Cordillera Central Mountains, and runs between the towns of Aibonito and Barranquitas. It is deep and wide, with the Usabon River cascading down the Aibonito side in several breathtaking drops, punctuated by crystal clear mountain pools. There are many groups in Puerto Rico that run tours, and most of them are geared toward the more extreme hiker. Today, we joined our friends at Para La Naturaleza for a more sedate tour that provided us a glimpse of the majestic canyon, and gave us a little more knowledge about the flora and fauna of our new island home
We drove to the Barranquitas side of the canyon and entered the beautifully kept grounds of the Para La Naturaleza property. The volunteers and paid staff have carved out a tastefully manicured haven in the jungle on the side of the canyon.
Being that we're on a tropical island where it's never winter, I was surprised to find a lush poinsettia bush growing right alongside the more tropical plants! All were wearing the droplets from a recent passing rain shower.
We had some time to wander around and drink in the freshness of the mountain air. It's much cooler here than the coastal planes where we live. But even in November, it's still relatively warm in the Caribbean. I took the opportunity to take some photos while we waited for the rest of our group to arrive.
|You can just make out the beginning of the river near the top left of this photo
We will put this on our list of places to take our visitors in the future! It's an easy walk and the views are very nice.
|Yina stopped many times along the way to tell us about this and that.
|It's very prickly so walking through it would be painful
|The red and green lichen attest to the air purity and plentiful rainfall!
The next awesome thing we learned was that this tree, with its little white "apples" has earned the nickname "autograph" tree, by means of having been used as a sort of "paper" by indigenous tribes.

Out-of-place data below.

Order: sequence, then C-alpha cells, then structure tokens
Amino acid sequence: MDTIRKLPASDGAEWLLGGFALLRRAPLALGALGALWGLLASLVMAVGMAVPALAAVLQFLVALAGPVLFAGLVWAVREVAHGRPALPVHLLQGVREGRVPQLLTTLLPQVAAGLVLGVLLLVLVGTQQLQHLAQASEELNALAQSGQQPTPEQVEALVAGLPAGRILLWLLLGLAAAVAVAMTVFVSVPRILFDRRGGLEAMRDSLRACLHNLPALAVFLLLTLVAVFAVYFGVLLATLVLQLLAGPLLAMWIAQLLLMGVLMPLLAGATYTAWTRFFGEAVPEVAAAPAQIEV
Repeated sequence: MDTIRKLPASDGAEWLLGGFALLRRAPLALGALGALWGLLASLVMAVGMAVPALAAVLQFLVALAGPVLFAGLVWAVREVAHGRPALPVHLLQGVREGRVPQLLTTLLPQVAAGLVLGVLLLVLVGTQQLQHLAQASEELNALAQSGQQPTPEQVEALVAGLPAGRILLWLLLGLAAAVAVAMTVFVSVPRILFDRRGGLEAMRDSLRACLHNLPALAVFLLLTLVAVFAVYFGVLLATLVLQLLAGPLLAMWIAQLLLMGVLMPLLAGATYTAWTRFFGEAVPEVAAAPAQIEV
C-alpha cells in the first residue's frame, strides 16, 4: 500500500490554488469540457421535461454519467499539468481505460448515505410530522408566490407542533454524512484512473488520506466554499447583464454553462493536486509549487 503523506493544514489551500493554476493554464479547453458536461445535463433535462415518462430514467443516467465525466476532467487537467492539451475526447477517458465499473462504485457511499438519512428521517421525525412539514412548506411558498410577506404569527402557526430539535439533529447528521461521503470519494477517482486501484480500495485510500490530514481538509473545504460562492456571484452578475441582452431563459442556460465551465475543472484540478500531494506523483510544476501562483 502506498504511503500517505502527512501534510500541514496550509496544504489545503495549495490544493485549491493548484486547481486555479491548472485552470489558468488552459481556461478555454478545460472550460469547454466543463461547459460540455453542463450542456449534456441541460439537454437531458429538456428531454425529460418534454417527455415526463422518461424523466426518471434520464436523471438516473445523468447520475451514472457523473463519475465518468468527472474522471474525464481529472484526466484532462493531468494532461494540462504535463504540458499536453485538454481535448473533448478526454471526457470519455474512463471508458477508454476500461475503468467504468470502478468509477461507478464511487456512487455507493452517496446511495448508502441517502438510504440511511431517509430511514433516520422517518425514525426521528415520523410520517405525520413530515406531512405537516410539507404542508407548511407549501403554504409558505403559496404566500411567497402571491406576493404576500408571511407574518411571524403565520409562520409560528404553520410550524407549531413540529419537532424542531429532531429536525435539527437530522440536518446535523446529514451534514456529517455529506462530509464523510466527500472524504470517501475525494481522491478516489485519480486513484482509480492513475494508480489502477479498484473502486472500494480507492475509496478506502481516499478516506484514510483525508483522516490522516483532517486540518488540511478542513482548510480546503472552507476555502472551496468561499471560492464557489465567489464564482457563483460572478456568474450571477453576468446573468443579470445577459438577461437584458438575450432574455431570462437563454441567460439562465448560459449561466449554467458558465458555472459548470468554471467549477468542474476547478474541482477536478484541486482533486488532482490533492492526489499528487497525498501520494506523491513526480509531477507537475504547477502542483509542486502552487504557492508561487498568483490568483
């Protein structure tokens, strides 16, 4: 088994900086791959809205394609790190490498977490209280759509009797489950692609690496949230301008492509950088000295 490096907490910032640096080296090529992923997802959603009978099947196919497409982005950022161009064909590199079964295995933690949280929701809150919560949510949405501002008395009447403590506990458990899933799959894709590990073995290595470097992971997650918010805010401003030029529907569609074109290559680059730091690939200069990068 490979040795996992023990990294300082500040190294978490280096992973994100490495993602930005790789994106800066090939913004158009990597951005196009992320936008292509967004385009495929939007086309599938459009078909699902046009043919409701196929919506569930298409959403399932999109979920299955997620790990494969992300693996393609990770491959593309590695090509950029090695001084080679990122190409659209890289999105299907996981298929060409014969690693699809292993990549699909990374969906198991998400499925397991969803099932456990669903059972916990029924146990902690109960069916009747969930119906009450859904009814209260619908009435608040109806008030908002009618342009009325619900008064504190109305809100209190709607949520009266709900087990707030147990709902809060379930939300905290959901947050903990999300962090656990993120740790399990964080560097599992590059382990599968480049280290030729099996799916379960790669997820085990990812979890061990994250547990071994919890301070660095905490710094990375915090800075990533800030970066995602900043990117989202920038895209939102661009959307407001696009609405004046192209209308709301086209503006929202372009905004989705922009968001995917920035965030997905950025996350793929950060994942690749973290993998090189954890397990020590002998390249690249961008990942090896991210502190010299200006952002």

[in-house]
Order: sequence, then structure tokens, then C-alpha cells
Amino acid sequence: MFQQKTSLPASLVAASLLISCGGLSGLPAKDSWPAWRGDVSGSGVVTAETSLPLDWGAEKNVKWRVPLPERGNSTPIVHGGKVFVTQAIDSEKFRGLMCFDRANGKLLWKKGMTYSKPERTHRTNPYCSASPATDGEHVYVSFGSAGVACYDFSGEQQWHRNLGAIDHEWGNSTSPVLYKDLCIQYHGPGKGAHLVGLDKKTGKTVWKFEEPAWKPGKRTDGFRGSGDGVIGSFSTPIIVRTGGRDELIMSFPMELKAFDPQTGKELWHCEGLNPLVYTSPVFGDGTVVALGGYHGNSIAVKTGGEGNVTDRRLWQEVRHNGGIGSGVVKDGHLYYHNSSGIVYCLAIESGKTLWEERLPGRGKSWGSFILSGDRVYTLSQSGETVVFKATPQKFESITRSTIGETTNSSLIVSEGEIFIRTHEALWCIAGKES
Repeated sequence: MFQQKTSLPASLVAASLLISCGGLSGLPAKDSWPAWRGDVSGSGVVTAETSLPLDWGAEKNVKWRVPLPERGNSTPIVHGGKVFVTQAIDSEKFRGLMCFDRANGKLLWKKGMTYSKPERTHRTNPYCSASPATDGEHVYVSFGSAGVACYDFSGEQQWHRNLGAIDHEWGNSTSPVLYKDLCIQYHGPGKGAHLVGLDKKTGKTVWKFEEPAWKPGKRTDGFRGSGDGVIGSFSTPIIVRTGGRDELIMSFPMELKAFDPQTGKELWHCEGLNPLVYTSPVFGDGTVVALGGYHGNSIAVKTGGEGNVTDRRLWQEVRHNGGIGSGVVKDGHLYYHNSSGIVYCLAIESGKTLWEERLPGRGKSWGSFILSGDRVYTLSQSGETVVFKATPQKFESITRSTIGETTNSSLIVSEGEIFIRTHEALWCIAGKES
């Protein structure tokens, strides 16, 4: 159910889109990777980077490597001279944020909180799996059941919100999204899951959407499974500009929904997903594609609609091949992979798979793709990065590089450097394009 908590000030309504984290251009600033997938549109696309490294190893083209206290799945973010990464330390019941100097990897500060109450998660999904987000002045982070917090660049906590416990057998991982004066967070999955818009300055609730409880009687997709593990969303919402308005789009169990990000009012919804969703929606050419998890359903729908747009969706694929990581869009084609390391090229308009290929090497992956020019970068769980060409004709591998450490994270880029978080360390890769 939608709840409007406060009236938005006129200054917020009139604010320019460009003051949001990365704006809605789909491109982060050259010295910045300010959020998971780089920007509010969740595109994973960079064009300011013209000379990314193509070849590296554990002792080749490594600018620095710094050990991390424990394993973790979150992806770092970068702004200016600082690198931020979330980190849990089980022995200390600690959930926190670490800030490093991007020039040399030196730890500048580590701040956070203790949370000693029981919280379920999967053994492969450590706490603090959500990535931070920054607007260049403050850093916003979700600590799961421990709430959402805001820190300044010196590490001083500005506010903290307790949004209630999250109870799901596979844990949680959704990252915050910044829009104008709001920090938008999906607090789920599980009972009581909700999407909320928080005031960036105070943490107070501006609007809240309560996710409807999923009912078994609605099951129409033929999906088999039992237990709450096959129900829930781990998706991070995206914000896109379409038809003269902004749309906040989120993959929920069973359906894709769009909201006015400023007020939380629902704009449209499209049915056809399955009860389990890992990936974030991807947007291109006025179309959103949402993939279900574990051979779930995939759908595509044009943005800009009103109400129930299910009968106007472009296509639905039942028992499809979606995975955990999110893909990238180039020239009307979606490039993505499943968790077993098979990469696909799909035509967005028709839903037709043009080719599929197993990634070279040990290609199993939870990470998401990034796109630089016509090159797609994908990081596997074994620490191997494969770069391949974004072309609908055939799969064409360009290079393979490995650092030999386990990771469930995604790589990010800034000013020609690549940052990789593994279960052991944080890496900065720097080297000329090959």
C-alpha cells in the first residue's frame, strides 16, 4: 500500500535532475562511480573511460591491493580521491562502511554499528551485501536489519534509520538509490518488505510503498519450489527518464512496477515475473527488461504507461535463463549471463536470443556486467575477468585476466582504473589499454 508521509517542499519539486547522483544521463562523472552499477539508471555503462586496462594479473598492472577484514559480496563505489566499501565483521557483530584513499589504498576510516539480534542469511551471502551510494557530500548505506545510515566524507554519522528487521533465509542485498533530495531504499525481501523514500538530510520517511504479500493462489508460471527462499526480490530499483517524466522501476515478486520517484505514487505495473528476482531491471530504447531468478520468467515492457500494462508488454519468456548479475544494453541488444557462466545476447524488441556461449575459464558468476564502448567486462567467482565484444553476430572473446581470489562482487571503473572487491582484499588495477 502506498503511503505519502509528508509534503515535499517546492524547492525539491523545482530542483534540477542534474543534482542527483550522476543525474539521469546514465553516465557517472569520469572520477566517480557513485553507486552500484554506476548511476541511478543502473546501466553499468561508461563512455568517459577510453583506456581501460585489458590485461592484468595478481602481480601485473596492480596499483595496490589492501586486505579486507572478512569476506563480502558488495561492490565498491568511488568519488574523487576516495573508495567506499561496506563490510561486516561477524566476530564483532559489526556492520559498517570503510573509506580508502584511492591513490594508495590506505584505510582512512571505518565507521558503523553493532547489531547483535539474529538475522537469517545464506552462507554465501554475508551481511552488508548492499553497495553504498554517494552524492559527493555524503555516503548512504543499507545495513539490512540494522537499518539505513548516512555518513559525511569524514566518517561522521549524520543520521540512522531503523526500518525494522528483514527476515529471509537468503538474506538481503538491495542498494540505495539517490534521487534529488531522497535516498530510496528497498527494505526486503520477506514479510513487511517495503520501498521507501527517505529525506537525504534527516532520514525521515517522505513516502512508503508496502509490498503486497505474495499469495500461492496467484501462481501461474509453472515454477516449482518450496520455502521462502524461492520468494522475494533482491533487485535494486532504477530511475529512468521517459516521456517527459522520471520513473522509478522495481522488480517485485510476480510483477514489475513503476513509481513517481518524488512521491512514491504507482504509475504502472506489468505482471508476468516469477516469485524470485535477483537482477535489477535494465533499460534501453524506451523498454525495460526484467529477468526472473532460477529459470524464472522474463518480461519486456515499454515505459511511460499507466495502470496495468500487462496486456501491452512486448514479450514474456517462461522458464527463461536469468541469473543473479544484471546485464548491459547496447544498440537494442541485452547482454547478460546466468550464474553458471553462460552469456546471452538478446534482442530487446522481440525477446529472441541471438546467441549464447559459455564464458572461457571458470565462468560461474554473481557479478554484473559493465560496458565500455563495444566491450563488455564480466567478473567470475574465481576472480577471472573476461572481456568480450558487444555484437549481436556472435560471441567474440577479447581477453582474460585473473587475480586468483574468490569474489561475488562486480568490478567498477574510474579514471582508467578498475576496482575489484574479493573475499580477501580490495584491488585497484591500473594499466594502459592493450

Cool, right? Oh, but don't eat the apples... during at least a portion of their lives, they are poisonous!
Here again, Yina had a photo from long ago. She told us that over to the right, there was a cliff that was used as a trash dump for decades. People would just back up the trash trucks and dump everything into the ravine! Pretty short-sighted if you ask me! But eventually, people wised up and they've even cleaned up much of it. It's pretty much jungle down there anyway!
|This was an old pic of the trash dump area!
|There's a face in the rock cliff. Can you see it? I think I can!
|Another shot at one of the falls across the canyon!
|A fallen Maga flower, the national symbol of Puerto Rico!
|The thorns of a young Ceiba Tree
|My little Arbol de Navidad!
|YUM! Packed with meat!
|La Piedra de Algarrobo
A nice drive home, and this wonderful day of exploration is at an end. And I've got my little Christmas tree to show for it. I had been fretting about what sort of tree we would have for this first Christmas in our new home. Funny how things just work out.
Canyon San Cristobal is a natural treasure here on the island. Maybe some day I'll figure out a way to get us down there without having to work too hard. But for now, A glimpse will have to do!